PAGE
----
Fianna Fáil missing the point in effort to shoot the messenger
As soon as the 'Claire Byrne Live' programme came to air last Monday night, the words 'agenda' and 'conspiracy' could be heard coming loudly from Fianna Fáil circles.
Just weeks earlier, the party's representatives used an Oireachtas committee hearing to accuse RTÉ bosses of bias.
There were six weeks of the 'Claire Byrne Live' programme without involvement by Fianna Fáil and this was completely unacceptable, claimed the party's communications spokesman, Michael Moynihan.
The programme covered the issue of childcare without featuring the new policy document by the Fianna Fáil spokesman on children, Robert Troy.
"Deputy Robert Troy produced an excellent policy document on childcare in which he reflected the concerns of the main stakeholders, from parents right through to workers," Mr Moynihan said.
"RTÉ, however, when it did a programme on childcare, did not find his document newsworthy. Instead, the RTÉ panel consisted of people who did not have as much information as Deputy Troy. This clearly showed a bias."
Why was Fianna Fáil being so unfairly treated by the national broadcaster and particularly its new flagship show?
Like all sections of the media, RTÉ gave additional focus to the Fianna Fáil party this week in the run-up to its 76th Ard Fheis in Dublin.
The same programme that has been apparently snubbing Fianna Fáil even dedicated an entire segment examining the party's standing in politics.
The panel was evenly split, with Fianna Fáil represented by its justice spokesman Niall Collins and former deputy leader Mary O'Rourke.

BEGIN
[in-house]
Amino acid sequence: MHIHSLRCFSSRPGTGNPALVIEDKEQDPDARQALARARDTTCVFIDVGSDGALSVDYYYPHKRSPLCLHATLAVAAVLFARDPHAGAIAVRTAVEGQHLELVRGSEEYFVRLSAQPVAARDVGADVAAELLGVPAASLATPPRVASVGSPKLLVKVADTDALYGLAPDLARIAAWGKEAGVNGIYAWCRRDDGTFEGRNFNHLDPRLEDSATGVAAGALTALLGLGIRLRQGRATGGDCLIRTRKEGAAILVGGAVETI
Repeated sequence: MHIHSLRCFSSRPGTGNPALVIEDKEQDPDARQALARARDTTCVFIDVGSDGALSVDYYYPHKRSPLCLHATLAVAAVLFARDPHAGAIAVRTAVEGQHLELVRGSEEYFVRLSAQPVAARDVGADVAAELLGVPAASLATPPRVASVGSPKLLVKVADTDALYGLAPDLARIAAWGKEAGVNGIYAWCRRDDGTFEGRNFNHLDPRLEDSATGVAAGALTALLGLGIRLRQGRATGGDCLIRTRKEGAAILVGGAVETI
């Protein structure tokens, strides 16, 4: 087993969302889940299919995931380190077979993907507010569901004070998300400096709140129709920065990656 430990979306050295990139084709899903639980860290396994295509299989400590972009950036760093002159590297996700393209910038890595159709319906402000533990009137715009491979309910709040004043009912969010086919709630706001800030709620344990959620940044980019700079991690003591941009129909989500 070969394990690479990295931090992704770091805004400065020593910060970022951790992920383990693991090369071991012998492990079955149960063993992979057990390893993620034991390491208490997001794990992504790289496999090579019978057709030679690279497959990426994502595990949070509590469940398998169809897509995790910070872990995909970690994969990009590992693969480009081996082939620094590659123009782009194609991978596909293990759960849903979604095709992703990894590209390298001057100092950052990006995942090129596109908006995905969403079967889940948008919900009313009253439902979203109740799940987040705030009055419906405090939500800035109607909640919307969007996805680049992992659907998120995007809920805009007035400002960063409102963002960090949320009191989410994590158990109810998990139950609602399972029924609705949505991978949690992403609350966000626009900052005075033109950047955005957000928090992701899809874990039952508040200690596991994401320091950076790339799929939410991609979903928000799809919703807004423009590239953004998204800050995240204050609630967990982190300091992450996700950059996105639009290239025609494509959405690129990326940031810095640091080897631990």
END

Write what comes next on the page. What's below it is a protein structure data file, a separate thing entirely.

The audience consisted of Fianna Fáil supporters and representatives, as well as Irish citizens who for legitimate reasons cannot bring themselves to vote for the party again.
But from Fianna Fáil's perspective, the party was being set up.
Niall Collins claimed he has only been invited to appear on RTÉ programmes in recent weeks in order to discuss poll ratings.
Immediately after the programme ended, Fianna Fáil figures were already talking about lodging a complaint against RTÉ.
"Who are the people in RTÉ who continually decide to run hatchet jobs on FF?" tweeted party senator Thomas Byrne.
As the week continued, the party bemoaned coverage by this newspaper about the highly-intriguing 'Battle of Blackrock' involving Mary Hanafin.
"The only people interested in Mary Hanafin are the Irish Independent," one party official said.
Coverage of former councillor Mary Fitzpatrick's claims the party is facing the prospect of its demise led to incredulous accusations that we were seeking to "smother" the Siteserv controversy - a story that appeared on our front page three days in a row.
Returning to the airwaves, Fianna Fáil figures were less than pleased with broadcaster Richard Crowley's robust interview with party leader Micheál Martin on the 'This Week' programme yesterday.
Mr Crowley pursued Mr Martin over his pledge to abolish Irish Water and sought to know how Fianna Fáil would fund its plans. Mr Martin admitted he didn't have specific figures, but said it would fund its plans through general taxation.
Reacting to the interview, Fianna Fáil TD Colm Keaveney tweeted sarcastically: "Hey This Week RTÉ, it's an interview with Micheál Martin not with Richard Crowley."
Such was the level of paranoia about media coverage this week, some Fianna Fáil TDs discussed the prospect of "going to war" with certain journalists.
It is the type of language you tend to hear sometimes from Sinn Féin circles. It smacks of desperation from a party that appears to be in denial about its popularity. Ard fheiseanna provide an opportunity for reflection and taking stock.
Many delegates at the RDS expressed deep frustration when asked about the party's standing.
Talk that Fianna Fáil has lost some of its core republican values may not please party handlers, but it was very much on the lips of party members at the weekend.
They are concerned that the hard work being carried out at a local level is being lost as a result of the infighting that has plagued the parliamentary party.
Fianna Fáil hierarchy should consider whether the constant swipes at the media are serving the interests of many members who refuse to abandon the party they love so dear.